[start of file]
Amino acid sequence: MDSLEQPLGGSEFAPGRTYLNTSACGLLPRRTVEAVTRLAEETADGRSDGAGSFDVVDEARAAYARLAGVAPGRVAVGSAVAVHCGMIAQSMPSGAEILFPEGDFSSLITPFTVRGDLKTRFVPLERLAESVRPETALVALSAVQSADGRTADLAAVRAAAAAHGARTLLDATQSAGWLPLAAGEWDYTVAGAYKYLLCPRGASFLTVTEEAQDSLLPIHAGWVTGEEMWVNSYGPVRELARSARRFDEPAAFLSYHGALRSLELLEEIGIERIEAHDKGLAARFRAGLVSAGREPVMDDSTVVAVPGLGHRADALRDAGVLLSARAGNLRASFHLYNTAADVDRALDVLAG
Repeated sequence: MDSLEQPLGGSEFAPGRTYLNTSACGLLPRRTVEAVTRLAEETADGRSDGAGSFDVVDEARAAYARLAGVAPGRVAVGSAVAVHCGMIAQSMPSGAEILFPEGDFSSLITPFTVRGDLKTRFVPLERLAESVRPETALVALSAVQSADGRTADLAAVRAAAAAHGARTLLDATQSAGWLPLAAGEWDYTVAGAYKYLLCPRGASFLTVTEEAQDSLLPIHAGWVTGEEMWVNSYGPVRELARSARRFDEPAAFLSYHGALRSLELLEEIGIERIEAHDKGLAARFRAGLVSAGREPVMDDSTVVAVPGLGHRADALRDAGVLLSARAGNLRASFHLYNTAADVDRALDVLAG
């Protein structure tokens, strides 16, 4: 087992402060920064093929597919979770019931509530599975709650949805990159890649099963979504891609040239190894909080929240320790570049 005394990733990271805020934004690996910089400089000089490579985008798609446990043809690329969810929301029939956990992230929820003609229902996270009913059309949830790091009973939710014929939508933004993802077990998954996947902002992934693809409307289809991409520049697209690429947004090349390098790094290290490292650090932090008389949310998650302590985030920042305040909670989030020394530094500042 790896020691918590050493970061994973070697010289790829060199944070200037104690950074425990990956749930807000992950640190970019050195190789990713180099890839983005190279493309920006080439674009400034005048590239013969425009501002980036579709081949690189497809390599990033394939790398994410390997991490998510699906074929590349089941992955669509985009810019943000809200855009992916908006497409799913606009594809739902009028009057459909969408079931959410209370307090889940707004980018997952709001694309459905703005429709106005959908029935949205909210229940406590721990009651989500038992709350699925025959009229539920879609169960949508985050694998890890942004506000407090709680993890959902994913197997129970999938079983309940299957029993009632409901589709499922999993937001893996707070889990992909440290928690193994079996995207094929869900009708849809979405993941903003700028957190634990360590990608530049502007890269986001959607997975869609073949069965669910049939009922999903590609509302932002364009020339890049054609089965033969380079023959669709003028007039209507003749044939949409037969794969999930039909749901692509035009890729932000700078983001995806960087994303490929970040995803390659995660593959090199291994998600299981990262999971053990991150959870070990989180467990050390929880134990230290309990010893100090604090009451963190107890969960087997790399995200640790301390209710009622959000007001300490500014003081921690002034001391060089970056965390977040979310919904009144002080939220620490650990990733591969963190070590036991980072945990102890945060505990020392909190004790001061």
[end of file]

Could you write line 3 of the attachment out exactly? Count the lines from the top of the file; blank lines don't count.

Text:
């Protein structure tokens, strides 16, 4: 087992402060920064093929597919979770019931509530599975709650949805990159890649099963979504891609040239190894909080929240320790570049 005394990733990271805020934004690996910089400089000089490579985008798609446990043809690329969810929301029939956990992230929820003609229902996270009913059309949830790091009973939710014929939508933004993802077990998954996947902002992934693809409307289809991409520049697209690429947004090349390098790094290290490292650090932090008389949310998650302590985030920042305040909670989030020394530094500042 790896020691918590050493970061994973070697010289790829060199944070200037104690950074425990990956749930807000992950640190970019050195190789990713180099890839983005190279493309920006080439674009400034005048590239013969425009501002980036579709081949690189497809390599990033394939790398994410390997991490998510699906074929590349089941992955669509985009810019943000809200855009992916908006497409799913606009594809739902009028009057459909969408079931959410209370307090889940707004980018997952709001694309459905703005429709106005959908029935949205909210229940406590721990009651989500038992709350699925025959009229539920879609169960949508985050694998890890942004506000407090709680993890959902994913197997129970999938079983309940299957029993009632409901589709499922999993937001893996707070889990992909440290928690193994079996995207094929869900009708849809979405993941903003700028957190634990360590990608530049502007890269986001959607997975869609073949069965669910049939009922999903590609509302932002364009020339890049054609089965033969380079023959669709003028007039209507003749044939949409037969794969999930039909749901692509035009890729932000700078983001995806960087994303490929970040995803390659995660593959090199291994998600299981990262999971053990991150959870070990989180467990050390929880134990230290309990010893100090604090009451963190107890969960087997790399995200640790301390209710009622959000007001300490500014003081921690002034001391060089970056965390977040979310919904009144002080939220620490650990990733591969963190070590036991980072945990102890945060505990020392909190004790001061």